Geraldine Alexander portrays Christopher's teacher, Siobhan, whose calm demeanor and teachings help Christopher make sense of the world around him and provide him with valuable coping strategies when faced with high stress situations.  It is her voice that tells him to follow the red line and tap out the rhythm when Christopher is confronted by the chaos of a big city, who he hears telling him to work through the numbers and try again when he fears he cannot achieve a task. She is his comfort blanket and has a relationship with him that is in stark contrast to his mother, who clearly struggles to cope with Christopher's challenging behaviour.
Photo by Brinkhoff Mögenburg
Now the staging.  There is a reason that Curious Incident has won the Olivier Award for Best Sound Design, Best Lighting Design and Best Set Design and it is simply incredible.  The set becomes a vehicle for seeing inside Christopher's mind, for visualising the connections that he makes, the theories that he uses and the stress that it goes under when he is upset.  White cubes glow and become television screens, fish tanks and wheelie suitcases.  Windows open in the wall and props appear.  A table is pulled from the back wall as if out of thin air.  The set glows and moves and becomes a home, a train station, a tube station and a park.  It needs to be seen to be believed.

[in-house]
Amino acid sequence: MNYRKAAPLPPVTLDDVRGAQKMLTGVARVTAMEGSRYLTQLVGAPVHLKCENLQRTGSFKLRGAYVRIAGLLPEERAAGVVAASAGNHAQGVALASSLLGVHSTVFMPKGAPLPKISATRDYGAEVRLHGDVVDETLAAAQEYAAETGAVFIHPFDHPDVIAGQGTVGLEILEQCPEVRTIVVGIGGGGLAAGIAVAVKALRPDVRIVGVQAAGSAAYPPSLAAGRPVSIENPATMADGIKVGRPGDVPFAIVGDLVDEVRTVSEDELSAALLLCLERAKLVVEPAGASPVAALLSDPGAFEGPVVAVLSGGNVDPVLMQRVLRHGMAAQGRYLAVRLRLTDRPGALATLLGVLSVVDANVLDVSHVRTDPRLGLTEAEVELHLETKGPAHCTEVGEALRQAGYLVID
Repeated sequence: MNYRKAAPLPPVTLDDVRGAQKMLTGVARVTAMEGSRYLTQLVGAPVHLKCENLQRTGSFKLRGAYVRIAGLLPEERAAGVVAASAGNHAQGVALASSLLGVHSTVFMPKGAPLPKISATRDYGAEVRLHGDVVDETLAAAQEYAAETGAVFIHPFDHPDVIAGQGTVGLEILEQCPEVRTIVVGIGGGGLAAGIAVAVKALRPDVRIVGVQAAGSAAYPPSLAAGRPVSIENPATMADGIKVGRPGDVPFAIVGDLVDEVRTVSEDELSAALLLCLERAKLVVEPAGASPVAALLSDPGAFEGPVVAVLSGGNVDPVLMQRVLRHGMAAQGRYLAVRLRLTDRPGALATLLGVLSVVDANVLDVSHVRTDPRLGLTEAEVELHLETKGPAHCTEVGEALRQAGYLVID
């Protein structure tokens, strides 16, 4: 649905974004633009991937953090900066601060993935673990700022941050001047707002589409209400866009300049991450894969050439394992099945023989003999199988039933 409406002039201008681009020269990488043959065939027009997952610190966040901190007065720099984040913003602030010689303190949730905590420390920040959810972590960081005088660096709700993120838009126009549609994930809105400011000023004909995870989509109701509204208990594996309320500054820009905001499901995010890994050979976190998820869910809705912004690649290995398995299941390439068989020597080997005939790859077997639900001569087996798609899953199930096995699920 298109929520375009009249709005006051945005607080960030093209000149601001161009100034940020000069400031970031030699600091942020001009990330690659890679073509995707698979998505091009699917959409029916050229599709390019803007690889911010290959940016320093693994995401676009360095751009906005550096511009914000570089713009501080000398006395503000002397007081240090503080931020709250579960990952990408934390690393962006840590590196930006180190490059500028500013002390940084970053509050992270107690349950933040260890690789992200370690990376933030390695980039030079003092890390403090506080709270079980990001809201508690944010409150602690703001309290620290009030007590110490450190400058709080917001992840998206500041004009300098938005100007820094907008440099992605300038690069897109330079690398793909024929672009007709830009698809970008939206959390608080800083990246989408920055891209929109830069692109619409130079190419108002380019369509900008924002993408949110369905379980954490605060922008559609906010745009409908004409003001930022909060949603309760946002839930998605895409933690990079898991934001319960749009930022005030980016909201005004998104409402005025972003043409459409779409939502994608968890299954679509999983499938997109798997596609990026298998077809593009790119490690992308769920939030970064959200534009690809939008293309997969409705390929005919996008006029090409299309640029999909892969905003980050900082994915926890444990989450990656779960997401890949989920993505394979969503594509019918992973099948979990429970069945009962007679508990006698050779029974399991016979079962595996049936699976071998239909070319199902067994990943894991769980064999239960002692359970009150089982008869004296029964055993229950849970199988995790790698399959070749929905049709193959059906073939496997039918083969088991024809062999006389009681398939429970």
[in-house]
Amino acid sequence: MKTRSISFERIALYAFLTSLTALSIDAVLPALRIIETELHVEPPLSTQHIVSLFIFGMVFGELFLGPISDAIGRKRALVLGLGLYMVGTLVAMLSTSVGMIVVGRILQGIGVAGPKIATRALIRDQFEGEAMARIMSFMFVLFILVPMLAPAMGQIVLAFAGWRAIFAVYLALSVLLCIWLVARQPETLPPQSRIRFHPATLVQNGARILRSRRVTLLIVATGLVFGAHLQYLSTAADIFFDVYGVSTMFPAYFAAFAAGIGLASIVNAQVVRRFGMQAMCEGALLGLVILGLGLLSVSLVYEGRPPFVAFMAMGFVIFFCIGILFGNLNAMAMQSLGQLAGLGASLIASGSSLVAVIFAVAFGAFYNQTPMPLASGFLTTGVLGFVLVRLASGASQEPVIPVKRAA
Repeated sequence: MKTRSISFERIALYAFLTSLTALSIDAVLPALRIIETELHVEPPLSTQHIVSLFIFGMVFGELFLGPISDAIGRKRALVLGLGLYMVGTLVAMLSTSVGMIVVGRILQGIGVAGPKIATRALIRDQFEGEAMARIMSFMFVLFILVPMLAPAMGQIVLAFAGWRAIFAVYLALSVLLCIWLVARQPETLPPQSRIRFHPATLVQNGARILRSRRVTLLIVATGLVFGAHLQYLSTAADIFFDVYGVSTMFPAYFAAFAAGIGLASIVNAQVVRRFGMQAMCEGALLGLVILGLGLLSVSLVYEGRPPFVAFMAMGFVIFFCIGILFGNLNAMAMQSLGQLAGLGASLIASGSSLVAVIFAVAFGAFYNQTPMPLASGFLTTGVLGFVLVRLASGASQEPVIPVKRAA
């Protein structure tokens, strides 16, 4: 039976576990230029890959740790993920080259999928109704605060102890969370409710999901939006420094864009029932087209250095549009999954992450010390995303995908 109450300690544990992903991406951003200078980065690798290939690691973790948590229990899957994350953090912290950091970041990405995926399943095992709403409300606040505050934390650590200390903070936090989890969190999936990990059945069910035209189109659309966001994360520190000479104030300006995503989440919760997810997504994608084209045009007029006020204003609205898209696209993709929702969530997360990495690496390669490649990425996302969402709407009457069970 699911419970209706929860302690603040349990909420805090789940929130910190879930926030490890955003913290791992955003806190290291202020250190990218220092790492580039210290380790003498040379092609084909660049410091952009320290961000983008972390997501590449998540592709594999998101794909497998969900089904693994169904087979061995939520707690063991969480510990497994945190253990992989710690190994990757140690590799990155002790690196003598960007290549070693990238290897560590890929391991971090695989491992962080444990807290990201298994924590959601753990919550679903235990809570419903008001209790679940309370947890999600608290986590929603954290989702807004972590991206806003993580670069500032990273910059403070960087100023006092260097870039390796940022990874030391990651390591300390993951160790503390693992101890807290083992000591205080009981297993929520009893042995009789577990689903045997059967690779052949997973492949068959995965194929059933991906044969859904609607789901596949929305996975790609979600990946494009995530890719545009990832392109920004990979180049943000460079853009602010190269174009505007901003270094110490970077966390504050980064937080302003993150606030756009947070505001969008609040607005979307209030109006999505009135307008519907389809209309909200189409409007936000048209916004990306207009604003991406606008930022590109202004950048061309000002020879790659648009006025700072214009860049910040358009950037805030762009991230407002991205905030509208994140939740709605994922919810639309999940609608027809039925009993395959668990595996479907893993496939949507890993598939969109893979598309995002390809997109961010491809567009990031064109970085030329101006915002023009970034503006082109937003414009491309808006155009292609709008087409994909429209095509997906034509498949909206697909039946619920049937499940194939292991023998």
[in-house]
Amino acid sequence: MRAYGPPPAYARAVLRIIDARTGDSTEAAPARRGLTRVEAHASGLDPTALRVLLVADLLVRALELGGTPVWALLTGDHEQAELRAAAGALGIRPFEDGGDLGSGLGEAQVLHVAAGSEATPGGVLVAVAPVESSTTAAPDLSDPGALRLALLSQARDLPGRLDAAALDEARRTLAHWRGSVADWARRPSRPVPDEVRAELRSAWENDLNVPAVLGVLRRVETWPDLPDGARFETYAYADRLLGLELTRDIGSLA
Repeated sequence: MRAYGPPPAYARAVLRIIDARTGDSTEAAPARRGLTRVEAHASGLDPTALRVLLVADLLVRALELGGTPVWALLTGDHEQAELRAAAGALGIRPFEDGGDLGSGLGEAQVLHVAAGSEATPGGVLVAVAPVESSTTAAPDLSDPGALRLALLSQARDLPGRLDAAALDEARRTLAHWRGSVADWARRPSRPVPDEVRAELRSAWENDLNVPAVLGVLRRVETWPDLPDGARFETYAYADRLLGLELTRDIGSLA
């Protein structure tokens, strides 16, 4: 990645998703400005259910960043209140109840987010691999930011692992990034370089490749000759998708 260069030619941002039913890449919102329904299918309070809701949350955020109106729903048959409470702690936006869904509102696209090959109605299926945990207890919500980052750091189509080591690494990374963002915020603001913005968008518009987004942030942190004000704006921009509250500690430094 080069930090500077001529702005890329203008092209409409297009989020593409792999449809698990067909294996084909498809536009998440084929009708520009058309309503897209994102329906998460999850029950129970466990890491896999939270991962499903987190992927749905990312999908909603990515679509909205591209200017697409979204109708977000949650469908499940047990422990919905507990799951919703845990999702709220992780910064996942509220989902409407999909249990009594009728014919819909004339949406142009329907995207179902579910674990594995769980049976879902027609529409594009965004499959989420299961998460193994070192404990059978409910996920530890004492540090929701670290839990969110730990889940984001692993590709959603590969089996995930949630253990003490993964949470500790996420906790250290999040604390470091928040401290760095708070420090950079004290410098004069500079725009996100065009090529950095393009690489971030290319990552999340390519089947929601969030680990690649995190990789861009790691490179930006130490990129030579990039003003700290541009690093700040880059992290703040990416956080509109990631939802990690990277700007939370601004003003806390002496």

I am ridiculously lucky to have the Marlowe Theatre on my doorstep, and I become even more aware of that fact when I get to see touring shows of the calibre of this one.

The UK tour is running until mid-November.  Check it out, and if you get a chance to go and see it, please do.

It will open your eyes to a world you may not have even been aware existed.
Photo by Brinkhoff Mögenburg
 If you like (or hate!) what you have read, please do let me know in the comments below or slap me with a cheeky follow, or say Hi to me on my Facebook group or Twitter or Instagram!